Workers at Fagerdala World Foams AB's extrusion facility in Marysville, Mich., are turning their expertise in flotation devices into part of the ongoing effort to try and control some of the oil spill in the Gulf of Mexico.
Since May, the company has been producing polyethylene floats that are a key part of the containment booms spread throughout the gulf to try to protect beaches, marshes and other areas at risk from the oil.
Our employees have bent over backwards doing everything they can, said Ed Stowell, a sales account manager with Fagerdala USA. They know how important it is for everyone down there.
Fagerdala, with a global headquarters in Gustavsberg, Sweden, extrudes expanded polystyrene, expanded polypropylene and PE for a variety of products at Marysville. Its PE foam is used in mattresses and is best known in the consumer marketplace as pool noodles, the narrow foam float toys used as a flotation device in waters all over North America.
It also has produced a 6-inch-diameter PE foam for a variety of industrial applications.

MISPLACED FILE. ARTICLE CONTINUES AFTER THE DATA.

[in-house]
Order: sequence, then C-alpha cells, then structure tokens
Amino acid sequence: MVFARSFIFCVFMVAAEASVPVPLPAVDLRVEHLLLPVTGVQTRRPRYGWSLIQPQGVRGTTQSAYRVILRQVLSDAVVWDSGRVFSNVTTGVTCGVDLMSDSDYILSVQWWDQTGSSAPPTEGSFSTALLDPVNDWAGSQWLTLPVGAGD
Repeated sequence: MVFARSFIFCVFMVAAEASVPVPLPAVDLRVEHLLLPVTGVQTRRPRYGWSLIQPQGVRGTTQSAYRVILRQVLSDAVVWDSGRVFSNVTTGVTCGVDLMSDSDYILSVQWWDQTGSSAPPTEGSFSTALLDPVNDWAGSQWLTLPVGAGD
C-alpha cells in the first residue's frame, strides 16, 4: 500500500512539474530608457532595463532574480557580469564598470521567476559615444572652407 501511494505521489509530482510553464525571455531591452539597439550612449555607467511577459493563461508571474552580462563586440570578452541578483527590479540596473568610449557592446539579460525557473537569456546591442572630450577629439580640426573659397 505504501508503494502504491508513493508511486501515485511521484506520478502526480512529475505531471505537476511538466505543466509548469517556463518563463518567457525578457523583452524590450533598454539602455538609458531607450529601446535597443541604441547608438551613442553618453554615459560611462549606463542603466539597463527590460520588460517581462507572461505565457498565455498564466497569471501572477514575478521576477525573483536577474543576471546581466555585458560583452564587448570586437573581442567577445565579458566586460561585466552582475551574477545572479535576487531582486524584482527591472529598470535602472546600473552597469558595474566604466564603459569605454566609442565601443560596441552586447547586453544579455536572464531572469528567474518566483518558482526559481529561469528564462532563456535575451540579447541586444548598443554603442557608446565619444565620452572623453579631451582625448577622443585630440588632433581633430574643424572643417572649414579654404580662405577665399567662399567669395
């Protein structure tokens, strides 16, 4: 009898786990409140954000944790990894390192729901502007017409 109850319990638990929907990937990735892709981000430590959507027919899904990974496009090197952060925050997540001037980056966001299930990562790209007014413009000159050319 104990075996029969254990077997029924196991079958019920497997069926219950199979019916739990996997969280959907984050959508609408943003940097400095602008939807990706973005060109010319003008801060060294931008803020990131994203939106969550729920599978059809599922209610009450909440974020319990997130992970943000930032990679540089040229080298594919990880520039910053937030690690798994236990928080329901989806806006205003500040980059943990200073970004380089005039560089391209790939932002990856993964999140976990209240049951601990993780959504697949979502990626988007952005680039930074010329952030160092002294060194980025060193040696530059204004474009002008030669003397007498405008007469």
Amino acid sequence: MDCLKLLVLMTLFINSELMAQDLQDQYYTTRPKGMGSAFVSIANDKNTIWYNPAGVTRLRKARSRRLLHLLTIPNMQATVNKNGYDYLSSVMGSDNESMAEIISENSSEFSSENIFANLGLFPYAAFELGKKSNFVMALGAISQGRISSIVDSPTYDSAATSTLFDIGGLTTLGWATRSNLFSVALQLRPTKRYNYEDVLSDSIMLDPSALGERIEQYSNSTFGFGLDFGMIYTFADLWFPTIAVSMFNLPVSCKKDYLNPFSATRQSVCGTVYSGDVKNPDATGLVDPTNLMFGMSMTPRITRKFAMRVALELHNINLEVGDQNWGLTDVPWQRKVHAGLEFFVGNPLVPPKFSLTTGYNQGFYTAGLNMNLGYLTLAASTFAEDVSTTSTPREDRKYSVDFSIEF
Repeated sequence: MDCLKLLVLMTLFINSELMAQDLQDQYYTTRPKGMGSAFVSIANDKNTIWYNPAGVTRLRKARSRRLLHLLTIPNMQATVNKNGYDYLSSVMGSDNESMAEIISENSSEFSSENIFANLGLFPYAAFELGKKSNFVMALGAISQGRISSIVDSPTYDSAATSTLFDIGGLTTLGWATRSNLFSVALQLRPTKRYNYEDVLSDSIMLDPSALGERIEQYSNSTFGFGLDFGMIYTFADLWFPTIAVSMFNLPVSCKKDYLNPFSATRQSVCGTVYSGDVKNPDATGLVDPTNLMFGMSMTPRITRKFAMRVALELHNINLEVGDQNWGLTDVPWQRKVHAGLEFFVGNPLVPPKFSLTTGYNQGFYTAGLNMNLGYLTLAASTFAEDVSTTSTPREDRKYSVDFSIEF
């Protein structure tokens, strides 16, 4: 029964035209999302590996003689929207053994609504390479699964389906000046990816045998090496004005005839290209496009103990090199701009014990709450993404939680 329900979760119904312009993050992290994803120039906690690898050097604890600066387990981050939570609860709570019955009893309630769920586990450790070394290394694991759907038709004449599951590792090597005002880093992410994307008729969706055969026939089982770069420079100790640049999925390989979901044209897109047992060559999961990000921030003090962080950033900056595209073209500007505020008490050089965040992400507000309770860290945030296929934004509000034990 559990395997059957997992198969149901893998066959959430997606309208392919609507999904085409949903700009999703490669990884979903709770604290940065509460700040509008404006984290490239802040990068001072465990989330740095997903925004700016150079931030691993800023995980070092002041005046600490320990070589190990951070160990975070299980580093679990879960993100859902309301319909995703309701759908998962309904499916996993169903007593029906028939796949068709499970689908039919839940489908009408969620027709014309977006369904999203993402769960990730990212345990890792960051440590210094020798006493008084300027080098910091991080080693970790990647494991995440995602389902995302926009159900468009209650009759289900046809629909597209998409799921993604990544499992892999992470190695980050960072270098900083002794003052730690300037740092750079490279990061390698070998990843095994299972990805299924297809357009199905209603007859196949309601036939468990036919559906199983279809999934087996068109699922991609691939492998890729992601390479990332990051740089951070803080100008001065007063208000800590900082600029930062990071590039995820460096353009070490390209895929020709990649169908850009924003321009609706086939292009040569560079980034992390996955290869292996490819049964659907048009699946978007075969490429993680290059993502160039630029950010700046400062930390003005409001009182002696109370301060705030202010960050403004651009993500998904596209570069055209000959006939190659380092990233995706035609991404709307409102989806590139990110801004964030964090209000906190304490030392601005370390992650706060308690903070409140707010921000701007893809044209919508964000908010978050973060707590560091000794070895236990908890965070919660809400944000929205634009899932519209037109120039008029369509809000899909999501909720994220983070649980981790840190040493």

Shortly after the BP plc deep-water oil well exploded in the Gulf of Mexico in April allowing millions of gallons to escape from the damaged wellhead every day Fagerdala got a call from Prestige Products Inc., a Walker, Mich.-based vinyl awning maker that had just received an order from BP to begin making containment booms.
A containment boom has both the visible float system at the top of the water, and up to 48 inches of material below the water, typically made of a vinyl-coated polyester or nylon. In the gulf, they are being used to try and block oil from reaching sensitive areas.
Brian Rickel, a partner in Prestige Products, has a work history in the oil industry. BP called on him and his company to shift into high gear making as many booms as they could to deploy throughout the gulf. Prestige turned to Fagerdala to supply 6-inch logs for the vital flotation device on the booms.
The company also is making boom floats for other companies that have begun production on the parts, he said.
It's sickening to me because it's going to affect the region long after they shut this down, Stowell said. The more we can do to prevent this from spreading, the better.
In a normal year, Fagerdala workers would be just wrapping up the summer rush to stock shelves with pool noodles and finally be able to relax, he said. Knowing what is at stake in the gulf, though, has provided extra incentive, even though the larger floats require additional manual labor for packaging, shipping and other operations.
They're working their hearts out, he said. We're just glad that we're able to assist in this disaster.
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